I’m no longer so sure that birds of a feather flock together. Today as I drove past a farmer’s field, I saw several different kinds of birds sharing lunch.
The usual Canada geese were there in pretty big numbers, as were some trumpeter swans that have taken up permanent residence there.
But in the foreground I noticed what I thought at first might be four domestic geese. On further investigation, I’ve discovered that they are white-fronted geese. Here they are close up, enjoying a bit of sunshine on a very chilly day.
And here is one with an itchy head.
When migrating, they fly very high overhead, usually at night, and make a lovely high-pitched cackling (laughing) sound. Whitefronts are not seen here on Vancouver Island in great numbers as are the Canada geese, but there are some that spend time here, perhaps because of going astray during the long migration south in the fall, on their way to California’s Sacramento Valley.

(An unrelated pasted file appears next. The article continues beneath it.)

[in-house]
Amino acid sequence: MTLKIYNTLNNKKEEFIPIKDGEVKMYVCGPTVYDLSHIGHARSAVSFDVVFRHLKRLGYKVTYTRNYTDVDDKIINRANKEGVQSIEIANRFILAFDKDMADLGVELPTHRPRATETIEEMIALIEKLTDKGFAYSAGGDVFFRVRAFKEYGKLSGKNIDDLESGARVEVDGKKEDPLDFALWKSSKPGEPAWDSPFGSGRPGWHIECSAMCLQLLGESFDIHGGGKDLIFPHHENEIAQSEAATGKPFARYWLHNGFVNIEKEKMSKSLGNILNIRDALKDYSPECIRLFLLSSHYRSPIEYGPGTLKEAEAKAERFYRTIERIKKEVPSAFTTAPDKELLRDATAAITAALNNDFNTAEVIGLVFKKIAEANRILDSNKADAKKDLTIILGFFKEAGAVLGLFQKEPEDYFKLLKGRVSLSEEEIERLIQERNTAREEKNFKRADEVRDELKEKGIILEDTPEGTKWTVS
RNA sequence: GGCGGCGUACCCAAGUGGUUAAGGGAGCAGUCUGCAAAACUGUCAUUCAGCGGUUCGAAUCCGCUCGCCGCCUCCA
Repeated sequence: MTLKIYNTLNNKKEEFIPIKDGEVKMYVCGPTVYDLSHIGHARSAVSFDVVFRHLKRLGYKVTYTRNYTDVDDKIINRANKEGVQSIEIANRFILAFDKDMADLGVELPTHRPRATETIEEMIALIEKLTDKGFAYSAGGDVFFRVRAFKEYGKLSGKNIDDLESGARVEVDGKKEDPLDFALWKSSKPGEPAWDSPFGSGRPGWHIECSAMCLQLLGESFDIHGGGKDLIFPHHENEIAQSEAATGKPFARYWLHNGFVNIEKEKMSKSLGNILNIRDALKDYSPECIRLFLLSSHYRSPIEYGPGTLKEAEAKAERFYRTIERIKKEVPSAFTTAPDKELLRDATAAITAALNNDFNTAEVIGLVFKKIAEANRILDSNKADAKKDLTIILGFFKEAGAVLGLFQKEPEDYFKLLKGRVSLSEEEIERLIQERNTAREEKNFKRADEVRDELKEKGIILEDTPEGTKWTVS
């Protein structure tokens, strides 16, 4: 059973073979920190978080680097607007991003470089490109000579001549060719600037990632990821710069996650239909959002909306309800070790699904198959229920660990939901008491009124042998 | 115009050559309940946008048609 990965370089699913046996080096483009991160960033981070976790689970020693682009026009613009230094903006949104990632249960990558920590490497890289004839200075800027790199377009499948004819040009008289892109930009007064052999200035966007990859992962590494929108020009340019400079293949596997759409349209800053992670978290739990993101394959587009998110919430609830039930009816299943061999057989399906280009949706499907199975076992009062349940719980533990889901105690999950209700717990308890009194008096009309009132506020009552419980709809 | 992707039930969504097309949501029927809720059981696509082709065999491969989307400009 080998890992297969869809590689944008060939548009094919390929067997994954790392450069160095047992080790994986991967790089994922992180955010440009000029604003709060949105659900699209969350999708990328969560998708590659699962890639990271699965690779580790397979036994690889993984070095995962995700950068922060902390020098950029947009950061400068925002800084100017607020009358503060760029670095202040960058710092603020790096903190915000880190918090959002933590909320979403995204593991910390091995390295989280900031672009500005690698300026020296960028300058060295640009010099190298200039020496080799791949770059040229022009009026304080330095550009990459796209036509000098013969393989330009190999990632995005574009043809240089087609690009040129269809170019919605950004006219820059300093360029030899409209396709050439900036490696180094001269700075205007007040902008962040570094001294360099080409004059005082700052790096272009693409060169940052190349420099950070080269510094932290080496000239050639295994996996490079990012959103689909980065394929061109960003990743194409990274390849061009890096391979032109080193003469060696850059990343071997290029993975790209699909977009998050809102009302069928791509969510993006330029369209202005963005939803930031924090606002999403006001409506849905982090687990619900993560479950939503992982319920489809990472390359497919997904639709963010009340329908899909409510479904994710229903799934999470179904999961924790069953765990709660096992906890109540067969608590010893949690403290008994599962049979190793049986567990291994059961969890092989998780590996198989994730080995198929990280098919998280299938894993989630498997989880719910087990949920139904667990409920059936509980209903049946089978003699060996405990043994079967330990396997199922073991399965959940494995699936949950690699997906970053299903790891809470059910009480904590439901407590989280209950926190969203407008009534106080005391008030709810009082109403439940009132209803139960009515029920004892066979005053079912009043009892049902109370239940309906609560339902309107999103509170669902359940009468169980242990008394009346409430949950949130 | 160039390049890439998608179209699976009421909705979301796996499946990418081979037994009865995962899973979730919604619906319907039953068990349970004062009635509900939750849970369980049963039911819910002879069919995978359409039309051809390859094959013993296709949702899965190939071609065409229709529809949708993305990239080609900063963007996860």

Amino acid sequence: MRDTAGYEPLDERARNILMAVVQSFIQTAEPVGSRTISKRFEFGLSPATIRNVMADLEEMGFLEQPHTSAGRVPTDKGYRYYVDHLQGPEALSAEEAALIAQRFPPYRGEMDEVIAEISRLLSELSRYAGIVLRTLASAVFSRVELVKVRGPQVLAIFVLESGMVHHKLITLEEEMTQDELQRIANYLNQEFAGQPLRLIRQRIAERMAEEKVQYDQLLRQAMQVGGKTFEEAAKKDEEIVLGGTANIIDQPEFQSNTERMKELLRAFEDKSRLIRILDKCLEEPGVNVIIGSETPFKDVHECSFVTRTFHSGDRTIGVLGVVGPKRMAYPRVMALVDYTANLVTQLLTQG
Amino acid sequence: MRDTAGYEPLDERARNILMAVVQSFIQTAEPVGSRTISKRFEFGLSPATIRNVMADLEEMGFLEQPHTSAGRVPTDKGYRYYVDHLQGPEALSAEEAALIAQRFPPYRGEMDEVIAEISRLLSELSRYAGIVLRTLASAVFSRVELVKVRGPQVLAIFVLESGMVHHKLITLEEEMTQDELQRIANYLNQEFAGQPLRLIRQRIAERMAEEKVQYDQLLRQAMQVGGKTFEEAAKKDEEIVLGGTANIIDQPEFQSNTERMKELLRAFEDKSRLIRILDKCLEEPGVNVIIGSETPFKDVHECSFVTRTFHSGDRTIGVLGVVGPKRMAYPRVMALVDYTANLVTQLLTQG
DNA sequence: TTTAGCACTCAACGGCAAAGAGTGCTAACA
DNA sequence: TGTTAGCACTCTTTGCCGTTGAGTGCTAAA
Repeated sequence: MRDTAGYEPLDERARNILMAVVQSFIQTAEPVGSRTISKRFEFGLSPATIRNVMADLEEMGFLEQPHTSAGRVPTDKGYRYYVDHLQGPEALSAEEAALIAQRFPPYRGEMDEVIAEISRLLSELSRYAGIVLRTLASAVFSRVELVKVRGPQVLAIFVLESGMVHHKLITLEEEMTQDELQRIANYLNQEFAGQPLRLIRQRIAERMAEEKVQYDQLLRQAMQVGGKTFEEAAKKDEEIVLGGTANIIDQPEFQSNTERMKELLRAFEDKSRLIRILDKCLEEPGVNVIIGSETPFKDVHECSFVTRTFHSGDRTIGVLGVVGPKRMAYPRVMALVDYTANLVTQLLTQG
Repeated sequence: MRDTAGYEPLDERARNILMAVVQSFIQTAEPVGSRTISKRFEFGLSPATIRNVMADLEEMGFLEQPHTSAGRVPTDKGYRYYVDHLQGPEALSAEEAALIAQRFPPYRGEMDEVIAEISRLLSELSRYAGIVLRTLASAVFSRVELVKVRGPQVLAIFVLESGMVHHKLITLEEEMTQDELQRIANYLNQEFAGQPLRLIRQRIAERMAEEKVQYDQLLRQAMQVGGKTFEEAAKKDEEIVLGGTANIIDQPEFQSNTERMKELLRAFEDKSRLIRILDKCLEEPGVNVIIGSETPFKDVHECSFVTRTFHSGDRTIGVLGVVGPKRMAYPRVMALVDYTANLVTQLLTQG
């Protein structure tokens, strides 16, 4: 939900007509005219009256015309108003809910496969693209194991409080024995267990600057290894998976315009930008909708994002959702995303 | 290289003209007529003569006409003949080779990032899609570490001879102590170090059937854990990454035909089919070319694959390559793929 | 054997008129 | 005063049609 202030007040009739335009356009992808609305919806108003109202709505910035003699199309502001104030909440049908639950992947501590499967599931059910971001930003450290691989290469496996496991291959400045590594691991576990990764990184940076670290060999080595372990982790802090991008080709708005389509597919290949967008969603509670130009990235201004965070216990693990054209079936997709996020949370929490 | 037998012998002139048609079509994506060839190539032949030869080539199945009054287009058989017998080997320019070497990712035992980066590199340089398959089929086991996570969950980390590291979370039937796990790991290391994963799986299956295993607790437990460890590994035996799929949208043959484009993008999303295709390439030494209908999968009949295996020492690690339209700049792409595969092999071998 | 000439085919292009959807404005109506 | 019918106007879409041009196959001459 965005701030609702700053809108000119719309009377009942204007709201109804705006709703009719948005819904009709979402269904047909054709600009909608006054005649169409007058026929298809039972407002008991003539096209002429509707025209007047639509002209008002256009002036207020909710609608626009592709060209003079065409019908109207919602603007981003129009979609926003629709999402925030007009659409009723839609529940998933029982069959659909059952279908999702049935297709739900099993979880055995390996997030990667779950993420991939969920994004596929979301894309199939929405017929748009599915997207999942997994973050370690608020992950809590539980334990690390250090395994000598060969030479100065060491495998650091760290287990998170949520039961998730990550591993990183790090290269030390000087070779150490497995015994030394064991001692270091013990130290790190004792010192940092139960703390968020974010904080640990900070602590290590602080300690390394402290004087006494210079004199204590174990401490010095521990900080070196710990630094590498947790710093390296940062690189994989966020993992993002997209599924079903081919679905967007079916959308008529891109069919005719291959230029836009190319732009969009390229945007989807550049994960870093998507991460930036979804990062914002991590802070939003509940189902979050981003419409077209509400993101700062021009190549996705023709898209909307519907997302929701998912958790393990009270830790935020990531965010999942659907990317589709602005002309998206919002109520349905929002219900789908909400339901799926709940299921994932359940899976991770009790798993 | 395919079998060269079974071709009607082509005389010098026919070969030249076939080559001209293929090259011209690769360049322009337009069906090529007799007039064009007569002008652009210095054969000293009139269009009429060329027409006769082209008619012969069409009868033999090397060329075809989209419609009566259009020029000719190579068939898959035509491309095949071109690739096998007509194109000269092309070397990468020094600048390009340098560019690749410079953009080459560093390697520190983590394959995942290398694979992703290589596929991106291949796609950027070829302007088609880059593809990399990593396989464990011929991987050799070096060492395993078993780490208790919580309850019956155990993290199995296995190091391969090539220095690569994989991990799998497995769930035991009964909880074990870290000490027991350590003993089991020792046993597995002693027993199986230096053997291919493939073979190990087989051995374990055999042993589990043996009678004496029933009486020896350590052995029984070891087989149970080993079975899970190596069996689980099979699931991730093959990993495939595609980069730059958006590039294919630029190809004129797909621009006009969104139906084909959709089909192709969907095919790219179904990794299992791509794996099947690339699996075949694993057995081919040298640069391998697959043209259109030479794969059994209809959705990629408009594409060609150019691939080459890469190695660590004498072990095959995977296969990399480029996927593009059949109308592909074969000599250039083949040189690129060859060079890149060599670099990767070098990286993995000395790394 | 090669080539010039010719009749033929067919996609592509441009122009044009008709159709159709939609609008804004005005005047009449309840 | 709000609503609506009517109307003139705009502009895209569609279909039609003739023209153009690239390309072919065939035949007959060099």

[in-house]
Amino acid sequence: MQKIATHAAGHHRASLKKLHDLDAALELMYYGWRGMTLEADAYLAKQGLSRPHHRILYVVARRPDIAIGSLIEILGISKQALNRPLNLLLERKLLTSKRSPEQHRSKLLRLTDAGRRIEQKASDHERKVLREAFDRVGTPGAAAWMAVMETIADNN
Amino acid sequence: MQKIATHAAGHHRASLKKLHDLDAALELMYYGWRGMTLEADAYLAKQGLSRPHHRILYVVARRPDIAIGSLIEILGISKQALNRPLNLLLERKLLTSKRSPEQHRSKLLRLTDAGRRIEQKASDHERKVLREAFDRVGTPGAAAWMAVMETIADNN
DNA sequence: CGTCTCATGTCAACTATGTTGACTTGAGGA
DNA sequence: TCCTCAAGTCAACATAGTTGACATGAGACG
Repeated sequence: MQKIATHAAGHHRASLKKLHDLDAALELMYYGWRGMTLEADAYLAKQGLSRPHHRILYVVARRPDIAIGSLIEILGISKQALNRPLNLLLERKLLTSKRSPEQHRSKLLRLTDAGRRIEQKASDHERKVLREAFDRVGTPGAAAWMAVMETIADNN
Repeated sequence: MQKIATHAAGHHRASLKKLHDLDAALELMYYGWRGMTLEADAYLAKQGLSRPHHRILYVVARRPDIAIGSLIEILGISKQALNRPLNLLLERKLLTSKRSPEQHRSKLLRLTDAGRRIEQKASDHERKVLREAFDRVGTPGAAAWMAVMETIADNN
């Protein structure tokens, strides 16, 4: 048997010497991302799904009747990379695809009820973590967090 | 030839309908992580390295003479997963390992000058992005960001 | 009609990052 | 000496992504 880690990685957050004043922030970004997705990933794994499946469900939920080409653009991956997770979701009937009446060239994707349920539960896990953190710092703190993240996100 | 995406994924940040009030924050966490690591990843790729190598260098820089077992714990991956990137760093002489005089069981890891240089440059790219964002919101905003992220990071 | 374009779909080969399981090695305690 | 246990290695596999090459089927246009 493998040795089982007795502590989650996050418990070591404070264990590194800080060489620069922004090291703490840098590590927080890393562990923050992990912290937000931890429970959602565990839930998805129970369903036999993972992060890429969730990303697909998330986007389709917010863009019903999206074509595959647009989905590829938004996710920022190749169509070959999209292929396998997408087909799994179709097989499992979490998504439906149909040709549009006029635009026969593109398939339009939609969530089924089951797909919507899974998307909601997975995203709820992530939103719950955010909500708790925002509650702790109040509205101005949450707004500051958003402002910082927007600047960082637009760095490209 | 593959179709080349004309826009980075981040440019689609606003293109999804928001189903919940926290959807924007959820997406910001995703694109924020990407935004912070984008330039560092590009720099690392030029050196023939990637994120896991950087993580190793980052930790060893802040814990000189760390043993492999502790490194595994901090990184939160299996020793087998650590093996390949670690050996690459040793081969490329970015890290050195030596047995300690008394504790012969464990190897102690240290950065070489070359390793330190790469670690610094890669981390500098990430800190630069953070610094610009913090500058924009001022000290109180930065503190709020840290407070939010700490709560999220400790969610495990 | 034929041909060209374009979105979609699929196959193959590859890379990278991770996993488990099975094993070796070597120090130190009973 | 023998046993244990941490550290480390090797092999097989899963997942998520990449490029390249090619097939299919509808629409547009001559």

In the spring they fly back north to the tundra to nest. A man named Hersey encountered a family of white-fronted geese on the Yukon delta. Here is a description of that event by Arthur Bent (1925!) taken from F.H. Kortright‘s book, “The Ducks, Geese, and Swans of North America.”
On the edge of a little pond on the tundra about 5 miles back from the mouth of the river I found a pair of these geese and a brood of five young. The birds had been resting under a clump of dwarf willows, and on my approach the old birds came out into the open and attempted to lead the young away over the open tundra. The young, although not more than a day or two old, could run as as fast as a man could travel over the rough ground. I had to remove my coat before I could overtake them. They did not scatter, but ran straight ahead, keeping close together, one of the parents running by their side and guiding them and the other flying along above them and not more than 3 feet above the ground. The young kept up a faint calling, and the old birds occasionally gave a low note of encouragement.”
I’m sure Mr. Hersey just wanted to say hello to the birds, but I felt a little bit sorry for the unnecessary stress the geese must have felt. On the other hand, it was a good “dry run” mock emergency practice for them.
I was touched by the way both parents cared for the goslings. Most of us don’t even consider that this kind of good parenting goes on among geese. After I read these notes in Kortright’s book, I had a new appreciation for the four lost geese that I had photographed by the side of the road today.